Tax Insights

Strategies to help maximize giving and reduce taxes in 2019

The Tax Cuts and Jobs Act became law in December 2017, but many taxpayers are just now beginning to understand how it has impacted them as they prepare their taxes. Kim Laughton sat down with Hayden Adams to discuss the impact of tax reform and share strategies to help donors both reduce their taxes and give more to causes that are important to them.

Download a PDF of this article

Kim Laughton: What are the biggest changes in the new tax law?

Hayden Adams: One of the biggest changes is the tax rates and brackets. Some rates have gone down and the tax brackets themselves have shifted, so more income is going to be taxed at lower rates.

In addition, the standard deduction has been significantly increased to $12,000 from $6,350 for single filers and to $24,000 from $12,700 for married filers. Because of this change it's estimated that about 90% of taxpayers will end up taking the standard deduction. The increased standard deduction combined with the new lower tax rates should lower the tax bills of the majority of these households.

Unfortunately, some itemized deductions have been limited or eliminated. This could negatively impact higher net worth taxpayers in areas with high taxes states; however with some planning some of the adverse effects may be mitigated.

Kim Laughton: You mentioned some itemized deductions have been limited or eliminated. Are there any changes to the popular charitable deduction?

Hayden Adams: Luckily, the charitable deduction remains unchanged and is a relative bright spot under the new tax law. Of all the itemized deductions, the charitable deduction is the one that taxpayers have the most control over.

The new tax law also preserves the tax benefits of donating appreciated investments or assets. Donating appreciate assets is a great way to maximize your charitable impact, because charities don't pay capital gains on the sale of donated assets, which enables donors to give up to 20% more than they could if they sold the asset first, paid capital gains taxes owed and donated the proceeds.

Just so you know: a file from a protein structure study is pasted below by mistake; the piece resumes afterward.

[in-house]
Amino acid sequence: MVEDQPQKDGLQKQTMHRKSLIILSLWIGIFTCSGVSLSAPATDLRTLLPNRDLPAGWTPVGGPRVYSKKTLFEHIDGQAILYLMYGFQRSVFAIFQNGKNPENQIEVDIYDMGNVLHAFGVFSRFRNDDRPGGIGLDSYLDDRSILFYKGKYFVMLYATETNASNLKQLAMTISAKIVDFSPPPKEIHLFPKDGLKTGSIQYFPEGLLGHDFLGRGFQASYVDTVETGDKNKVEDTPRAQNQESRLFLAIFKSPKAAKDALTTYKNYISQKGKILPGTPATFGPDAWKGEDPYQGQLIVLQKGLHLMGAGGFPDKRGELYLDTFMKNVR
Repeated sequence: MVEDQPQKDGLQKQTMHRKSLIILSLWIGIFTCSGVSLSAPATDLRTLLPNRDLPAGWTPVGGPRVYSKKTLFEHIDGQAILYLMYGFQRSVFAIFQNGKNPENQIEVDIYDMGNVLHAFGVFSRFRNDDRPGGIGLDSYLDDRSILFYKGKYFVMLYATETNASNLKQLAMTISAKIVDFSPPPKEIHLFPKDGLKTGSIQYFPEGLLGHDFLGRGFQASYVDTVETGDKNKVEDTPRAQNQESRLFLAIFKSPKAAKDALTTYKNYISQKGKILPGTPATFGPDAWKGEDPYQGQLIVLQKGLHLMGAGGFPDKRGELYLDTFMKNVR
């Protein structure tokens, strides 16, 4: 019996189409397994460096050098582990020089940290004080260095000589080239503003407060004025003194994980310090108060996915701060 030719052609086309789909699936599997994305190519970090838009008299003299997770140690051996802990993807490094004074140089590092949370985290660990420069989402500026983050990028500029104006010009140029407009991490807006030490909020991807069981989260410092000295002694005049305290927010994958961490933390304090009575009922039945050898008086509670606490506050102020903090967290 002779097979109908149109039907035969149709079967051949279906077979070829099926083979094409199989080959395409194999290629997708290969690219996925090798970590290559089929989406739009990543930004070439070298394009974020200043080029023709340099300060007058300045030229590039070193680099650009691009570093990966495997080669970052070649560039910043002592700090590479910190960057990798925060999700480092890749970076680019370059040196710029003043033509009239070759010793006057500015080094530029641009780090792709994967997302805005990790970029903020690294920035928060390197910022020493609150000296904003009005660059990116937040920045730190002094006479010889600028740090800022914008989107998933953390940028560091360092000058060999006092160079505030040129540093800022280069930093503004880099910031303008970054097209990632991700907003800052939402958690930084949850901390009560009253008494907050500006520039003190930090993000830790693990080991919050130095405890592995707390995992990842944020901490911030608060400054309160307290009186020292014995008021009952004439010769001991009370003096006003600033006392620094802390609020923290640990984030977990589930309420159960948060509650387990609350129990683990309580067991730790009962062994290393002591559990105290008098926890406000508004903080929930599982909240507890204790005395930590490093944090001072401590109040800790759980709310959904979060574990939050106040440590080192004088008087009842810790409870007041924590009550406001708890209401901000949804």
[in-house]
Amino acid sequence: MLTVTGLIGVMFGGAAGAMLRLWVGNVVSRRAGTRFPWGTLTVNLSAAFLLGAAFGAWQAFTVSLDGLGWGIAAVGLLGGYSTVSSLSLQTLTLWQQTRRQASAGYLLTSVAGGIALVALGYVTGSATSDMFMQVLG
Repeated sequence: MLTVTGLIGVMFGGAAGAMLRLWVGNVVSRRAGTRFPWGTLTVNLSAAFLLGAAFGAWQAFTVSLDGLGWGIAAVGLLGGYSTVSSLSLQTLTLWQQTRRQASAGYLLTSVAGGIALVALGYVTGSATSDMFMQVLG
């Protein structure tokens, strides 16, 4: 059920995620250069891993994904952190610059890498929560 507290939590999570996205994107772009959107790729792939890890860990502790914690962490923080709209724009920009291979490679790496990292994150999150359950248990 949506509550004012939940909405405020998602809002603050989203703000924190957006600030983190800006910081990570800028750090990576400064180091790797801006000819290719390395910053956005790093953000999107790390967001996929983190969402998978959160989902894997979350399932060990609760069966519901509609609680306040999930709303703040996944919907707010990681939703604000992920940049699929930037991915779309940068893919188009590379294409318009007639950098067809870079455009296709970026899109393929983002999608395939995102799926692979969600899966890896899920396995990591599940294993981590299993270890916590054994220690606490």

Other popular itemized deductions have been eliminated or capped. For example, the deduction for property, real estate, local, and state taxes have been capped at $10,000. Also, the mortgage interest deduction has been capped at $750,000 of indebtedness. Taxpayers who continue to itemize will find the charitable deduction a relatively more powerful planning tool.

Kim Laughton: For those who continue to itemize their deductions, are there any changes in the tax bill that are going to impact them and their ability to maximize the tax benefits of charitable giving?

Hayden Adams: Yes. Prior to tax reform, there was a 3% overall limitation on itemized deductions—known as the Pease Limitation—that could potentially phase out a lot of the value that people would receive from itemizing. That limitation was removed. Also, the alternative minimum tax (AMT) deduction and phase-out has significantly increased, which means far fewer people will have their itemized deductions limited.

In addition, donors are now allowed to deduct cash contributions to public charities and donor-advised funds of up to 60% of their adjusted gross income (AGI), an increase of 10%. The limitation for asset contributions remains 30% of AGI.

Kim Laughton: That's terrific news. Now let's talk about the people who may have itemized their deductions in the past, but will most likely take the standard deduction in the future. How does this new tax law affect them and are there any strategies they can use to give more tax efficiently?

Hayden Adams: There are definitely some strategies that can be implemented for individuals who are right at the margin between itemizing or taking the standard deduction.